Public health nursing: What difference does it make for priority perinatal women?




Hill, Mary Eleanor

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The purpose of this study was to investigate how routine, day-to-day public health nursing (PHN) practice in one BC health authority affected health outcomes related to breastfeeding initiation and duration, infant immunizations, and household tobacco use within the population of perinatal women who were a high priority for additional and ongoing PHN services. Using administrative data from the integrated public health information system (iPHIS), outcomes for the priority population were compared to those of the general population of new mothers receiving usual PHN services. Additionally, through semi-structured interviews with PHNs, this study explored how the context of the work environment influenced PHN practice, and ultimately the achievement of those outcomes. Based on a philosophical foundation of critical realism, and a theoretical framework of critical caring, a mixed methods case study design was used to study PHN practice, as it existed day-to-day, amidst the array of ever changing organizational influences. Results from the statistical analysis of administrative data and thematic analysis of PHN interviews and organizational guiding documents, showed that priority women, who received five or more postnatal contacts from PHNs initiated breastfeeding in higher proportions than non-priority women, and continued breastfeeding to 18 months in the same proportion as non-priority mothers. Rates of breastfeeding duration for priority women were higher than expected based on current literature. Children of priority mothers were fully immunized in a slightly higher, but not significantly different proportion than children of the non-priority population, also at rates higher than expected. Although high rates of household tobacco use among this group of priority women did not appear to be influenced by PHN contact, the relationships that developed between priority women and PHNs suggest that organizational support for tobacco cessation activities may be a missed opportunity. Thematic analysis of PHN interviews and guiding documents provided background context and clarification for the kinds of organizational factors and underlying mechanisms that may have influenced the ability of PHNs to provide additional and ongoing support to priority perinatal women in achieving these three outcomes of interest. Finally, the theory of critical caring was verified and extended through the experiences and explanations of PHNs, with the addition of “navigating organizational complexity” to the original seven carative health promoting processes.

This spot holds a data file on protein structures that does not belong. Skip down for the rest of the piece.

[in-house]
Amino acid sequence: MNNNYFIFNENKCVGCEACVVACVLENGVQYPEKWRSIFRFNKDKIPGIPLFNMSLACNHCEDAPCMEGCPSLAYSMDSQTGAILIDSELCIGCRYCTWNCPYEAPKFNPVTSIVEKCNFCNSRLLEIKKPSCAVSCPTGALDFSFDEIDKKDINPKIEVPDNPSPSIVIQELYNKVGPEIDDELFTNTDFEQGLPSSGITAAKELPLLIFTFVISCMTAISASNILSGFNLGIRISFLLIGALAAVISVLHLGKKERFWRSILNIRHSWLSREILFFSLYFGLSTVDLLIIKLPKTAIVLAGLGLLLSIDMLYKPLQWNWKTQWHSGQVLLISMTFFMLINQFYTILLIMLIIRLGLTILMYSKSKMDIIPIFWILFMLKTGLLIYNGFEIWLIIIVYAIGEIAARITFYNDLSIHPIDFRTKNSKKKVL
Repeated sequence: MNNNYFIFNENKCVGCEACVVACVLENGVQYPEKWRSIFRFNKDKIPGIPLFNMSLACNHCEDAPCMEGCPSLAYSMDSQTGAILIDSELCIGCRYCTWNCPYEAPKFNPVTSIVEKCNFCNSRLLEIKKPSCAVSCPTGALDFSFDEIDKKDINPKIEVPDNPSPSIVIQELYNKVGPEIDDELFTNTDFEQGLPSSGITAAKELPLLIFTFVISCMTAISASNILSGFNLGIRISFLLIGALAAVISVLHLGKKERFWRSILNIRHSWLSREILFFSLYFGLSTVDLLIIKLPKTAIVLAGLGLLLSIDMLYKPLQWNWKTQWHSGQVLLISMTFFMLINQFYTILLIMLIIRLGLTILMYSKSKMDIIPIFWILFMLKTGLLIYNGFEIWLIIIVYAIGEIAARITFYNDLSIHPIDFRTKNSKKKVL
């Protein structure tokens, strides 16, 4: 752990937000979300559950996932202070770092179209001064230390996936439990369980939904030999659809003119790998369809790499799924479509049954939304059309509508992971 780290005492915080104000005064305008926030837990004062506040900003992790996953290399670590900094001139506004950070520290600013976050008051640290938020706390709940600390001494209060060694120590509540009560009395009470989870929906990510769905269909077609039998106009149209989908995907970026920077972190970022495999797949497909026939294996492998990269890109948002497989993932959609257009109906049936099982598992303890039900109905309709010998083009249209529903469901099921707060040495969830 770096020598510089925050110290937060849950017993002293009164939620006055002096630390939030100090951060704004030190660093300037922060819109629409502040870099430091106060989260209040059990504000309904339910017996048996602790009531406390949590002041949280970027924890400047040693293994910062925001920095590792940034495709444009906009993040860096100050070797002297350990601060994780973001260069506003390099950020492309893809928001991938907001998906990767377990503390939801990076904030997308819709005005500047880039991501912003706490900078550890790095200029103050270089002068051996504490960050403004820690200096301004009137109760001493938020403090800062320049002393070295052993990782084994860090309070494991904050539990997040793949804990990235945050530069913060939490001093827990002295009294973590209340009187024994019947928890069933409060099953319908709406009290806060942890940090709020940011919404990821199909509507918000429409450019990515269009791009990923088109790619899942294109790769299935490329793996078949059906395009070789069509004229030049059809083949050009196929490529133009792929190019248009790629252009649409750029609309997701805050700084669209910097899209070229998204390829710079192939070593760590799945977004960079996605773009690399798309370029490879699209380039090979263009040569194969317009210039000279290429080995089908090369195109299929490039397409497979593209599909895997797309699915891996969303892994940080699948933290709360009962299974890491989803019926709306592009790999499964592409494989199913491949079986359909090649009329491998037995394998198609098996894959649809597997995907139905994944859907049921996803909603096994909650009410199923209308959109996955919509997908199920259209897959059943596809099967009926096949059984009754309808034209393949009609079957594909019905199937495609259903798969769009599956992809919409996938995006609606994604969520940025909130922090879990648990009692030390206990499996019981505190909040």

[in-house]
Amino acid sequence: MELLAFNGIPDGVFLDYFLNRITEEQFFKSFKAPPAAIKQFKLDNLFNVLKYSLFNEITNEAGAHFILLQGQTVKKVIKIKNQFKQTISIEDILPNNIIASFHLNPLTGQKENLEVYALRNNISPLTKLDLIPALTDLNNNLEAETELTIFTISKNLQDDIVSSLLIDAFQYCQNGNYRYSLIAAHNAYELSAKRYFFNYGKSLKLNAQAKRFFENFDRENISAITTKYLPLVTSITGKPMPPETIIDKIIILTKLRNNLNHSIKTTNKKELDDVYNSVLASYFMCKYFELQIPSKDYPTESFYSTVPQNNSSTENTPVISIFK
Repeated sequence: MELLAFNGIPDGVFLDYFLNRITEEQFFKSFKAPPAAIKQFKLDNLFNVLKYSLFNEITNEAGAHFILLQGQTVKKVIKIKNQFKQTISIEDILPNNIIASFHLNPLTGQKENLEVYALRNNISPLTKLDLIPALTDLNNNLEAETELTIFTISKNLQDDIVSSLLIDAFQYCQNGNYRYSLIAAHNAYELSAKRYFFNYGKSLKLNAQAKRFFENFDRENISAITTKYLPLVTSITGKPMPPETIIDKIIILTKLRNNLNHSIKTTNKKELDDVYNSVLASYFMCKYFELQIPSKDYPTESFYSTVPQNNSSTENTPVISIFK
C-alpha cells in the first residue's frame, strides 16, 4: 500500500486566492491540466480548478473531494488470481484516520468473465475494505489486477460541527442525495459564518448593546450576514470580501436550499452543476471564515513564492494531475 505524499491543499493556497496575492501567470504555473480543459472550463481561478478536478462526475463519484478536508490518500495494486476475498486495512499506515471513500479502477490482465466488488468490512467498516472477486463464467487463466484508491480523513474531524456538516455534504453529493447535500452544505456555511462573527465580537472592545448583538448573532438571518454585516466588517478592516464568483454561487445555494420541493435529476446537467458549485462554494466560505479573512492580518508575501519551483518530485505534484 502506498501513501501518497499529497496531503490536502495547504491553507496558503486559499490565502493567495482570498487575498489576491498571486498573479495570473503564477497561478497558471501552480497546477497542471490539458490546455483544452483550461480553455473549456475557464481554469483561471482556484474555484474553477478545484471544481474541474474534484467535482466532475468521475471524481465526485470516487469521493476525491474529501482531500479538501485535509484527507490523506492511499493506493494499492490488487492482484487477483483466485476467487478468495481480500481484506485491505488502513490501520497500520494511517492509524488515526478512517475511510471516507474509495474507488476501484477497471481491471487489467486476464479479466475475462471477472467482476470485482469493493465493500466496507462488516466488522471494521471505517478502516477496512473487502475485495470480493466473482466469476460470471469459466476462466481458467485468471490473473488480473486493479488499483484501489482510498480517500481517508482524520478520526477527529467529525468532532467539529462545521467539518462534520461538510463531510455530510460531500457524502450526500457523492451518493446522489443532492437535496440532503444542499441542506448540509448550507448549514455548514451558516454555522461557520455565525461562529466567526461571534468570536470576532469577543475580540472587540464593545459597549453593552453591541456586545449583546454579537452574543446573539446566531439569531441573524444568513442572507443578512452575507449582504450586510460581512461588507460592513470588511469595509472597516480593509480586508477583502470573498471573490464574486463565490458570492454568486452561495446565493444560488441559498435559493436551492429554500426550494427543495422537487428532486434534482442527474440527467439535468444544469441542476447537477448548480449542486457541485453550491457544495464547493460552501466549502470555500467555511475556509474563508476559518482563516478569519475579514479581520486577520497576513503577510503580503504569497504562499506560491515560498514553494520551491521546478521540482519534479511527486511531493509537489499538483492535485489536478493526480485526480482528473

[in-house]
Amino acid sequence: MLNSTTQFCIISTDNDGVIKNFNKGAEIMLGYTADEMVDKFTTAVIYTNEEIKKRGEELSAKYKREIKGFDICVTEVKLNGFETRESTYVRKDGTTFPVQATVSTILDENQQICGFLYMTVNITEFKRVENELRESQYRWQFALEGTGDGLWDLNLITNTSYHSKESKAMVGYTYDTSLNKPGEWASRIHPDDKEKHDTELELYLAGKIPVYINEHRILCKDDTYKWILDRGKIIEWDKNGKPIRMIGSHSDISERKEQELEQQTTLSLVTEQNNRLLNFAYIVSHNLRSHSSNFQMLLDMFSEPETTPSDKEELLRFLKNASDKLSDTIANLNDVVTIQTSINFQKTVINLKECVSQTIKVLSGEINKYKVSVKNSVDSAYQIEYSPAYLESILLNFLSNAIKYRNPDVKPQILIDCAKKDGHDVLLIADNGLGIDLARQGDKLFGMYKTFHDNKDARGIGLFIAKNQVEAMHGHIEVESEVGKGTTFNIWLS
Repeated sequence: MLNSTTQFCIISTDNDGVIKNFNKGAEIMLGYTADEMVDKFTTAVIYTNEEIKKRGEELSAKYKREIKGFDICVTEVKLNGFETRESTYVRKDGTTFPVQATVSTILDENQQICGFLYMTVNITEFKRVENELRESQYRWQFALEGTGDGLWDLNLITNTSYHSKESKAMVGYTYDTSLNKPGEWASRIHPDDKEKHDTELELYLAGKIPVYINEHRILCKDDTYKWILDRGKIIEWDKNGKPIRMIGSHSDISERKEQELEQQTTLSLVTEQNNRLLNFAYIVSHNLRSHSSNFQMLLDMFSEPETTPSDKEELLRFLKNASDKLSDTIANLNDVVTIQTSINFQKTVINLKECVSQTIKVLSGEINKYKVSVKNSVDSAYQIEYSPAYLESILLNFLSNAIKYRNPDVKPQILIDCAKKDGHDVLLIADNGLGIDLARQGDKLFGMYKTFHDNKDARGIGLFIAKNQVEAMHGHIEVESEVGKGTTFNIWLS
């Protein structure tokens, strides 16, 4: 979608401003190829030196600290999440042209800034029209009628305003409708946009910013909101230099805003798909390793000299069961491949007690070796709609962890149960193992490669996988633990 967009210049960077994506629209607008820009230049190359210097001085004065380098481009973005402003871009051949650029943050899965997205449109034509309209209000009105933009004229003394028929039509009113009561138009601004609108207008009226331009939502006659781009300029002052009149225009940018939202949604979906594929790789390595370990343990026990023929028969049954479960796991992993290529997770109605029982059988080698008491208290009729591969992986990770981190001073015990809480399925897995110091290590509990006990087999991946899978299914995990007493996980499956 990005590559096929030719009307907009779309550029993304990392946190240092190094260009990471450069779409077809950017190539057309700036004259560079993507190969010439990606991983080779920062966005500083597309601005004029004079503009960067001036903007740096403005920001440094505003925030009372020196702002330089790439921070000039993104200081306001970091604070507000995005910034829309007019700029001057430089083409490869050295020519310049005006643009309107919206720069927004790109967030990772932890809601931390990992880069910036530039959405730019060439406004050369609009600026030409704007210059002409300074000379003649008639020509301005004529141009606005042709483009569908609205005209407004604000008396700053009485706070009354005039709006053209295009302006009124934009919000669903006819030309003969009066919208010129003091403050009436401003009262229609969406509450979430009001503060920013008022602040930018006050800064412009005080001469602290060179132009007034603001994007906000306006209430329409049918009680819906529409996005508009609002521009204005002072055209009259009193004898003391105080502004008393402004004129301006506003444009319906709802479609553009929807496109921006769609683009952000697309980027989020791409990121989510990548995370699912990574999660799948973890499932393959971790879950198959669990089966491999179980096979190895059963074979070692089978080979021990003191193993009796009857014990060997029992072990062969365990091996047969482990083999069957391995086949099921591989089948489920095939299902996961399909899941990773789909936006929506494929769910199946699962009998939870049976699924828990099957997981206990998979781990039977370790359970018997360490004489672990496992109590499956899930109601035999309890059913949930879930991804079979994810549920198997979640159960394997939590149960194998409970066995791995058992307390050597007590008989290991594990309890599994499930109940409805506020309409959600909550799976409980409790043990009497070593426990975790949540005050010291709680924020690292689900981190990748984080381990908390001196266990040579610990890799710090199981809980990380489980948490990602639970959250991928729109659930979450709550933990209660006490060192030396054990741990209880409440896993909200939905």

perinatal, breastfeeding, tobacco, immunizations, administrative data, Public health nursing